Fifteen years after Kosovo declared independence, 50,000 minority Serbs in the north bordering Serbia refuse to recognise state institutions, receive pay and benefits from Serbia’s budget and pay no taxes either to Pristina or Belgrade.
Unrest in the region has intensified more recently since ethnic Albanian mayors took office in northern Kosovo’s Serb-majority area after April elections the Serbs boycotted, a move that led the US and its allies to rebuke Pristina.
Here are some facts about an enduring stand-off that fuels Western Balkans instability and must be settled to help meet conditions for Kosovo’s aspiration to join the European Union:
What is the root of the tensions?
Independence for ethnic Albanian-majority Kosovo came on February 17th, 2008, almost a decade after a guerrilla uprising against repressive Serbian rule, and is recognised by more than 100 countries.
Serbia, however, still formally deems Kosovo to be part of its territory and denies suggestions it is whipping up strife within its neighbour’s borders. Belgrade accuses Pristina of trampling on the rights of minority Serbs.
Ethnic Serbs account for 5 per cent of Kosovo’s 1.8 million people, and ethnic Albanians about 90 per cent. Serbs in north Kosovo vent their rejectionism by refusing to pay the state utility for energy they use and often attacking police who try to make arrests.
What’s driving worsening tensions?
Unrest in the region has intensified since ethnic Albanian mayors took office in northern Kosovo’s Serb-majority area after April elections the Serbs boycotted, a move that led the US and its allies to rebuke Pristina.
North Kosovo Serbs on December 10th erected multiple roadblocks and exchanged fire with police after a former Serb policeman was arrested for allegedly assaulting serving police officers during a previous protest.
But tensions had been ticking upward for months in a dispute over car licence plates. Kosovo has for years wanted Serbs in the north to switch their Serbian licence plates, dating to the pre-independence era, to ones issued by Pristina, as part of its policy to assert authority over all of Kosovo territory.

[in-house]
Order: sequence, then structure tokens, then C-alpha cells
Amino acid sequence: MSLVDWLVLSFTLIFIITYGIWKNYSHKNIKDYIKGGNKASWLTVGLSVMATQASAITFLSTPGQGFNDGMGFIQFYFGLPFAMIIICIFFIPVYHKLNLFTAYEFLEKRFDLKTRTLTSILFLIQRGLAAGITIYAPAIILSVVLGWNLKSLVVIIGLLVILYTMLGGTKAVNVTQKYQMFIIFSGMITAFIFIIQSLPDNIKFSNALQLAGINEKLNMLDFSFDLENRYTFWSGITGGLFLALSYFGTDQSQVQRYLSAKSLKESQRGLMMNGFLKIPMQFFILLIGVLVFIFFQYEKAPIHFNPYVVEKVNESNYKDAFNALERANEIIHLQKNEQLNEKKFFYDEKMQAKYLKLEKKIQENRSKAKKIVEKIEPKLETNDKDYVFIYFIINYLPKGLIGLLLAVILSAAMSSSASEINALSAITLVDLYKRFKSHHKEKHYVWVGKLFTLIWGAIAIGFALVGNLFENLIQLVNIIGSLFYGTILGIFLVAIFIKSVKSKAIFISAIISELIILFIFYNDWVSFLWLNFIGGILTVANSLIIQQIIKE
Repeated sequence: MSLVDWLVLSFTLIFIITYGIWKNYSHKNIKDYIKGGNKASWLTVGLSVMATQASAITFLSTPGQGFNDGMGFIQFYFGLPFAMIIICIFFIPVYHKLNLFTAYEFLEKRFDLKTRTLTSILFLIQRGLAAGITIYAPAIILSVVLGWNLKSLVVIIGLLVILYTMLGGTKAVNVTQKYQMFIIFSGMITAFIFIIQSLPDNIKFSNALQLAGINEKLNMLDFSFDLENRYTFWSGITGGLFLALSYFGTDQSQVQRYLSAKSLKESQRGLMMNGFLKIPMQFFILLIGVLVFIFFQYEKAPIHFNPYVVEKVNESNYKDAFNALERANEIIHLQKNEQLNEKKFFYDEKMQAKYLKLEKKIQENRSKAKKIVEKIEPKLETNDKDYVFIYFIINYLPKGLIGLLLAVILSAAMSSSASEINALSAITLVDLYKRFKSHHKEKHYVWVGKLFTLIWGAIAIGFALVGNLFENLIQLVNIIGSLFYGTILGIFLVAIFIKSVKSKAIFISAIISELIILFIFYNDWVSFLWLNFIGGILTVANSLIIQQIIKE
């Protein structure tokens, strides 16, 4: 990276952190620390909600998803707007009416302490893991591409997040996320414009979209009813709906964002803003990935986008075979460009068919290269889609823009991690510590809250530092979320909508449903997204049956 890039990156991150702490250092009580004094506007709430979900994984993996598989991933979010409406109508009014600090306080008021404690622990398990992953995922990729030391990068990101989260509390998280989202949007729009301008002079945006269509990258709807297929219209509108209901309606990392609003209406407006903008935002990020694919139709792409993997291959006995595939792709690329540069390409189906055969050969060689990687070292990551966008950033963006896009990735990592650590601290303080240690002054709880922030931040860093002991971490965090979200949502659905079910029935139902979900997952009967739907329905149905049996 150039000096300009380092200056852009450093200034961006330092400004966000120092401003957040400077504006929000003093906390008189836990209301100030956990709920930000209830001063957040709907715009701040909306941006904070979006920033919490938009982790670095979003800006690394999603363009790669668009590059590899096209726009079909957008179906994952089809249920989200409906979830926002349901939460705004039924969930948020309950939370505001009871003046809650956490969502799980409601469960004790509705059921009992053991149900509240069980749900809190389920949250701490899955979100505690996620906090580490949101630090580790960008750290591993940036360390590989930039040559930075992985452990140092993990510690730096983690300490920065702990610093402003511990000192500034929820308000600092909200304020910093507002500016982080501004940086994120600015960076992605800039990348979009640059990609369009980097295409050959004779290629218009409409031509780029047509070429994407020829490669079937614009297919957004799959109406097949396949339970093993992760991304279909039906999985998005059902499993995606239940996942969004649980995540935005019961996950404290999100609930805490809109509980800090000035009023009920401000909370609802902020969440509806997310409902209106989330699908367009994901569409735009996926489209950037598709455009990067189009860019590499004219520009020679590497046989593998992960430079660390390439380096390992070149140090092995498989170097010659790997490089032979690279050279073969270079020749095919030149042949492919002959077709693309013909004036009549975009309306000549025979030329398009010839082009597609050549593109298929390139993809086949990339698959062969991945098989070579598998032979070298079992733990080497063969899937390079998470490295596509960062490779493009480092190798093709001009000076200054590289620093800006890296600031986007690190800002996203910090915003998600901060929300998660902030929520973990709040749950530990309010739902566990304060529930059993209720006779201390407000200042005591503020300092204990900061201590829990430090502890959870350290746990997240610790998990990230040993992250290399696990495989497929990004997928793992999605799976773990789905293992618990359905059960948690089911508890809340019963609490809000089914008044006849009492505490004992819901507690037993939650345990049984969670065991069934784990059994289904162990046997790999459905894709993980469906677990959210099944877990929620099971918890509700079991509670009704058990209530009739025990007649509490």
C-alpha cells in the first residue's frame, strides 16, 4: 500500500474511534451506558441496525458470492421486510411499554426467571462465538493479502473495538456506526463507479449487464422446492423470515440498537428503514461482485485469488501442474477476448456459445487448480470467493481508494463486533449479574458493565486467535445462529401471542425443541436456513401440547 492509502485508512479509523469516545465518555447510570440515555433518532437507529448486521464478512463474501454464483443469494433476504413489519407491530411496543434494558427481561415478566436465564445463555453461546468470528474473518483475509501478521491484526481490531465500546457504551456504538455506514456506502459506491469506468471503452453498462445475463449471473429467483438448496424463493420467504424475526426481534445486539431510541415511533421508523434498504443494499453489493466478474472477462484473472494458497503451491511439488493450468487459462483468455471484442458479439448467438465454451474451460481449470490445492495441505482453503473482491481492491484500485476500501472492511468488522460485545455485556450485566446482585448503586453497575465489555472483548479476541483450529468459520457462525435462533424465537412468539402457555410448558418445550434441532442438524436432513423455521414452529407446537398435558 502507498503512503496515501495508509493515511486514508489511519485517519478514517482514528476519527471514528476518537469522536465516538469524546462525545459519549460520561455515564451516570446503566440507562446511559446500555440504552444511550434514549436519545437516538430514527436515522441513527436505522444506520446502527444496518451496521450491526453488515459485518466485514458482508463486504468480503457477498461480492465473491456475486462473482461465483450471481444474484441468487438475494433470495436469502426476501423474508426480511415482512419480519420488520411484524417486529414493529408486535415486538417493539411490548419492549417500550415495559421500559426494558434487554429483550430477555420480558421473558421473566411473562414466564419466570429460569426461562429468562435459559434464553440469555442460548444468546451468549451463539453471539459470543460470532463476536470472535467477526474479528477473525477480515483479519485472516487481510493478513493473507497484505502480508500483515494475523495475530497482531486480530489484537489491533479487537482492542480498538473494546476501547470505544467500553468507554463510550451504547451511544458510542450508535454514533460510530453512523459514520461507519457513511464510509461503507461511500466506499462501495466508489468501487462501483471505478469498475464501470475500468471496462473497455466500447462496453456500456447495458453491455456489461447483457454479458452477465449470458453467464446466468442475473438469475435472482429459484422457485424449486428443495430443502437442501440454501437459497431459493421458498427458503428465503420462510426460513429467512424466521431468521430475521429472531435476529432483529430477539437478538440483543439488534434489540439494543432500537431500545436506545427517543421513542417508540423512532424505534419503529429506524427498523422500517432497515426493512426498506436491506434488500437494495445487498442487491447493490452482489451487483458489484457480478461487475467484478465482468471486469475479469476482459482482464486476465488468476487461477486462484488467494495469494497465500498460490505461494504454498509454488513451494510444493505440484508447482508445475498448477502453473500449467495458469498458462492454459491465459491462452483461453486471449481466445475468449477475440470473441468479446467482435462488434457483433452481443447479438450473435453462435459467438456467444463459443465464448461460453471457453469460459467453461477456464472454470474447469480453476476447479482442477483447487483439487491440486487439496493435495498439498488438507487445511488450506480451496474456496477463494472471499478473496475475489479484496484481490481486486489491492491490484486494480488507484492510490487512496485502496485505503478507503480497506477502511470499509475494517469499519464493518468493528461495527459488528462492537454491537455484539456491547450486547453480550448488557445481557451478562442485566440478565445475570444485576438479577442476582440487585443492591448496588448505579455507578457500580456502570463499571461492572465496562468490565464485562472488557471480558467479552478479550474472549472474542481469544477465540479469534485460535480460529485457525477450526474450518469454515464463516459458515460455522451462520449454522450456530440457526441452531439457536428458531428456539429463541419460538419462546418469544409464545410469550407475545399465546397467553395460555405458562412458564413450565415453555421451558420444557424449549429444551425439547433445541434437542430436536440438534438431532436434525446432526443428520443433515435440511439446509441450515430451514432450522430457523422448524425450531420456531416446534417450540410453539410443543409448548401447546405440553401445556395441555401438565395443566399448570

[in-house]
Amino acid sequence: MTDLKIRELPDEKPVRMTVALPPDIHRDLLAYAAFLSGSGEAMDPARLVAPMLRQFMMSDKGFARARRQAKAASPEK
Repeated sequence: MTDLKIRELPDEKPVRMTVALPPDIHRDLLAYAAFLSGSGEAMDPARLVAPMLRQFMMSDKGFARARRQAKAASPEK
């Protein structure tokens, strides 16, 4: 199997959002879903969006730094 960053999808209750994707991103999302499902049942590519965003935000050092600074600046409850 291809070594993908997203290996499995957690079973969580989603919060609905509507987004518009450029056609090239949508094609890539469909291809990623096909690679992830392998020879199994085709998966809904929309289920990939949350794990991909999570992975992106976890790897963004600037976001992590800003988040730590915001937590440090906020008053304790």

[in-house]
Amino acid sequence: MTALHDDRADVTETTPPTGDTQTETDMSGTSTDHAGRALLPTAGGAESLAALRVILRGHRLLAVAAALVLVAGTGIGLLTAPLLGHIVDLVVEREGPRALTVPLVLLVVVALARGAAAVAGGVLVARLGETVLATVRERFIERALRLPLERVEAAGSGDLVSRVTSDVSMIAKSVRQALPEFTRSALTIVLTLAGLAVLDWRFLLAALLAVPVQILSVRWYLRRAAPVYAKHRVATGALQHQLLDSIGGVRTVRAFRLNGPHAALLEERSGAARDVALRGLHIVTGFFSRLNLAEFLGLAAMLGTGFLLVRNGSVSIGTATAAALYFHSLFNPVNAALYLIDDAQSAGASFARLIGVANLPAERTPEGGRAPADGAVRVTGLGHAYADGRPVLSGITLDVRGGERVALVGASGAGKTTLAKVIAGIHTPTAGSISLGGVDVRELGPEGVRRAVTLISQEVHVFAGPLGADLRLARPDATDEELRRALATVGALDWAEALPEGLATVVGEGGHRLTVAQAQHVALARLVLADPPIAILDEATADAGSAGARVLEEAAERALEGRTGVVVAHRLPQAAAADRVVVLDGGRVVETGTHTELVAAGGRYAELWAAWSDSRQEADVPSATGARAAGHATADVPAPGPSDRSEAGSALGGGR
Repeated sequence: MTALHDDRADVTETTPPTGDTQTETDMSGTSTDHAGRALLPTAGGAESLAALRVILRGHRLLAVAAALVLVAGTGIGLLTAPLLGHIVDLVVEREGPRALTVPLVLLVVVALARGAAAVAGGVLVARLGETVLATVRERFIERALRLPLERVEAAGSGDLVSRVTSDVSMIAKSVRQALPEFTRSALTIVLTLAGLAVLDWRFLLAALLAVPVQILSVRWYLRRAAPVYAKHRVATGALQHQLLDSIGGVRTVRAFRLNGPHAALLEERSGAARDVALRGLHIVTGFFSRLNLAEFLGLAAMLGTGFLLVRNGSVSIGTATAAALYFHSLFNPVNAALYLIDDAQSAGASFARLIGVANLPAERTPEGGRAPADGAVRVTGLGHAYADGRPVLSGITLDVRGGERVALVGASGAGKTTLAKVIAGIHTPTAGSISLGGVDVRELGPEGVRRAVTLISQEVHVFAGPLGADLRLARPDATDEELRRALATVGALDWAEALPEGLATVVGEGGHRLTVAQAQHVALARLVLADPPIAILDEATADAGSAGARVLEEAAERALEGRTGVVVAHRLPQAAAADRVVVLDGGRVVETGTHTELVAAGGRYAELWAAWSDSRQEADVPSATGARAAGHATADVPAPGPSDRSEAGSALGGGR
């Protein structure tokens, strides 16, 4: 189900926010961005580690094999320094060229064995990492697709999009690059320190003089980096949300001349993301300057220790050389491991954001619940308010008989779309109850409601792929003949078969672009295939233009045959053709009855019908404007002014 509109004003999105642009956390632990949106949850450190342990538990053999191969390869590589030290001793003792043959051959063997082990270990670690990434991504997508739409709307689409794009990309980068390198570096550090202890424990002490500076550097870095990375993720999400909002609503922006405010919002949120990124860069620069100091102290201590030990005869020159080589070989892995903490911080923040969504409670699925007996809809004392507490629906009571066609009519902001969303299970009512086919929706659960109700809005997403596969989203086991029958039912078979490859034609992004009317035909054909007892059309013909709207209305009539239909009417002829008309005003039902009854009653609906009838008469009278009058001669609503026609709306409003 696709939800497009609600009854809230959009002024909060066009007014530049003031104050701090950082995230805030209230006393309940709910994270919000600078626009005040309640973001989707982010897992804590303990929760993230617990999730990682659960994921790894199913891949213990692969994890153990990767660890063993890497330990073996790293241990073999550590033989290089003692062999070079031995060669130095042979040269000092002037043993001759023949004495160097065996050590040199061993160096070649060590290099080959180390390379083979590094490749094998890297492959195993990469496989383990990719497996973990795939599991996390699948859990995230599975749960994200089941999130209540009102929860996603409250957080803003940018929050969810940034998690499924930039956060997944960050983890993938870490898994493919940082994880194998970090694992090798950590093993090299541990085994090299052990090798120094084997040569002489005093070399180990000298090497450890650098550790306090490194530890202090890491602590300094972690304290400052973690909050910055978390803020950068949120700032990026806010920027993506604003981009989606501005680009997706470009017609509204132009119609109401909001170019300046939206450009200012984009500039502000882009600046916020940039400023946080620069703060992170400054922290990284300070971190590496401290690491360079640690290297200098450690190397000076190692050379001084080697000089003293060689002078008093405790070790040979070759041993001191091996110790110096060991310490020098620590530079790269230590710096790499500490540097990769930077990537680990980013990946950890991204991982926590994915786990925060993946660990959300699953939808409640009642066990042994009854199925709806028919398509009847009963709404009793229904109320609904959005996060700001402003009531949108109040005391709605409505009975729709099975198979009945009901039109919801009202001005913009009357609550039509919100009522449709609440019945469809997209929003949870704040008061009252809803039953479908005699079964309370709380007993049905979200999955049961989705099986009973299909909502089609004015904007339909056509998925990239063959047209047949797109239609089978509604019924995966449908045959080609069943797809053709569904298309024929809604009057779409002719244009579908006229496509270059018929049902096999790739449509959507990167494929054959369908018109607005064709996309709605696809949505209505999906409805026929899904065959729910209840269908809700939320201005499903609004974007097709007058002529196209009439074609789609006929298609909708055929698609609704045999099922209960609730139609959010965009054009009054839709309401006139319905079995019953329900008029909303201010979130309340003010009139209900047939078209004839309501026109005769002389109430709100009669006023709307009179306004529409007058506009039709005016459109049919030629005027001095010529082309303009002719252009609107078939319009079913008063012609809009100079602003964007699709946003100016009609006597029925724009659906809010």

On July 31st, Pristina announced a two-month window for the plates to be switched over, triggering unrest, but after EU crisis mediation later agreed to push the implementation date back to the end of 2023.
Ethnic Serb mayors in northern municipalities, along with local judges and 600 police officers, resigned in November in protest at the looming switch, deepening dysfunction and lawlessness in the region.
What do the Serbs ultimately want?
Serbs in Kosovo seek to create an association of majority-Serb municipalities operating with considerable autonomy.
Pristina rejects this as a recipe for a mini-state within Kosovo, effectively partitioning the country along ethnic lines.
Serbia and Kosovo have made little progress on this and other issues since committing in 2013 to a EU-sponsored dialogue aimed at normalising ties, for both a requirement for EU membership.
What is the role of Nato and the EU?
Nato retains 3,700 peacekeeping troops in Kosovo, the remainder of an original 50,000-strong force deployed in 1999.
The alliance says it would intervene in line with its mandate if Kosovo were at risk of renewed conflict. The EU’s EULEX mission, begun in 2008 to train domestic police and crack down on graft and gangsterism, retains 200 special police officers in Kosovo.
What is the latest EU peace plan?
US and EU envoys are pressing Serbia and Kosovo to approve a plan presented in mid-2022 under which Belgrade would stop lobbying against a Kosovo seat in international organisations including the United Nations.
Kosovo would commit to form an association of Serb-majority municipalities. And both sides would open representative offices in each other’s capital to help resolve outstanding disputes.
What do Serbia, Kosovo think of it?
Serbia’s president appears ready to approve the plan, warning recalcitrant nationalists in parliament Belgrade will otherwise face damaging isolation in Europe.
Kosovo’s prime minister said yes with caveats, calling it a “solid platform” for further talks on steps such as “international guarantees” – mooting possible terms for local Serb self-governance.
But with nationalist hardliners powerful on both sides, not least among north Kosovo Serbs, no breakthrough is on the horizon.
What’s at stake for local Serb population?
The area of north Kosovo where Serbs form a majority is in important ways a virtual extension of Serbia. Local administration and public servants, teachers, doctors and big infrastructure projects are paid for by Belgrade.
Local Serbs fear that once fully integrated within Kosovo they could lose benefits such as Serbia’s free public healthcare and be forced onto Kosovo’s private healthcare system.
They also fear pensions would be smaller, given that average monthly pension in Kosovo is worth €100 compared with €270 in Serbia.